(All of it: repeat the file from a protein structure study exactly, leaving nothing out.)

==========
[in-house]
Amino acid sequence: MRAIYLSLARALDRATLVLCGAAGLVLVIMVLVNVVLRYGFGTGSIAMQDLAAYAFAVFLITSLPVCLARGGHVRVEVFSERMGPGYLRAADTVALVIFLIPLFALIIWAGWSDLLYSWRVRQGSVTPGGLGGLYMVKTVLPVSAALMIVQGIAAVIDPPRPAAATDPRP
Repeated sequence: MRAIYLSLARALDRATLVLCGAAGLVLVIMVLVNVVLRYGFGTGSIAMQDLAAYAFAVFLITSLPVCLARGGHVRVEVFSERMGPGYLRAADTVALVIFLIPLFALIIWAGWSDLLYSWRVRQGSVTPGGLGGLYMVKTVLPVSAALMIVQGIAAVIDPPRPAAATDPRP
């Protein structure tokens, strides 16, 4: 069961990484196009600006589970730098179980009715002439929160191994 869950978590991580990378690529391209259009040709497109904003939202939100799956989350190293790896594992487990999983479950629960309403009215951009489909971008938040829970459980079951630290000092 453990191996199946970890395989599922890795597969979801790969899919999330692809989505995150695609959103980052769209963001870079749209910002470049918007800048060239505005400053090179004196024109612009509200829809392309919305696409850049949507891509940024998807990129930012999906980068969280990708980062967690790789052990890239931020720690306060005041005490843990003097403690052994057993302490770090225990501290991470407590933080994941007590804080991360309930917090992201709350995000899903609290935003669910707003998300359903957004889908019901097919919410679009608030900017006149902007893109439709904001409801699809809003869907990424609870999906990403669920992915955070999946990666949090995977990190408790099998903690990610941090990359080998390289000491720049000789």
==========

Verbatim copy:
[in-house]
Amino acid sequence: MRAIYLSLARALDRATLVLCGAAGLVLVIMVLVNVVLRYGFGTGSIAMQDLAAYAFAVFLITSLPVCLARGGHVRVEVFSERMGPGYLRAADTVALVIFLIPLFALIIWAGWSDLLYSWRVRQGSVTPGGLGGLYMVKTVLPVSAALMIVQGIAAVIDPPRPAAATDPRP
Repeated sequence: MRAIYLSLARALDRATLVLCGAAGLVLVIMVLVNVVLRYGFGTGSIAMQDLAAYAFAVFLITSLPVCLARGGHVRVEVFSERMGPGYLRAADTVALVIFLIPLFALIIWAGWSDLLYSWRVRQGSVTPGGLGGLYMVKTVLPVSAALMIVQGIAAVIDPPRPAAATDPRP
């Protein structure tokens, strides 16, 4: 069961990484196009600006589970730098179980009715002439929160191994 869950978590991580990378690529391209259009040709497109904003939202939100799956989350190293790896594992487990999983479950629960309403009215951009489909971008938040829970459980079951630290000092 453990191996199946970890395989599922890795597969979801790969899919999330692809989505995150695609959103980052769209963001870079749209910002470049918007800048060239505005400053090179004196024109612009509200829809392309919305696409850049949507891509940024998807990129930012999906980068969280990708980062967690790789052990890239931020720690306060005041005490843990003097403690052994057993302490770090225990501290991470407590933080994941007590804080991360309930917090992201709350995000899903609290935003669910707003998300359903957004889908019901097919919410679009608030900017006149902007893109439709904001409801699809809003869907990424609870999906990403669920992915955070999946990666949090995977990190408790099998903690990610941090990359080998390289000491720049000789």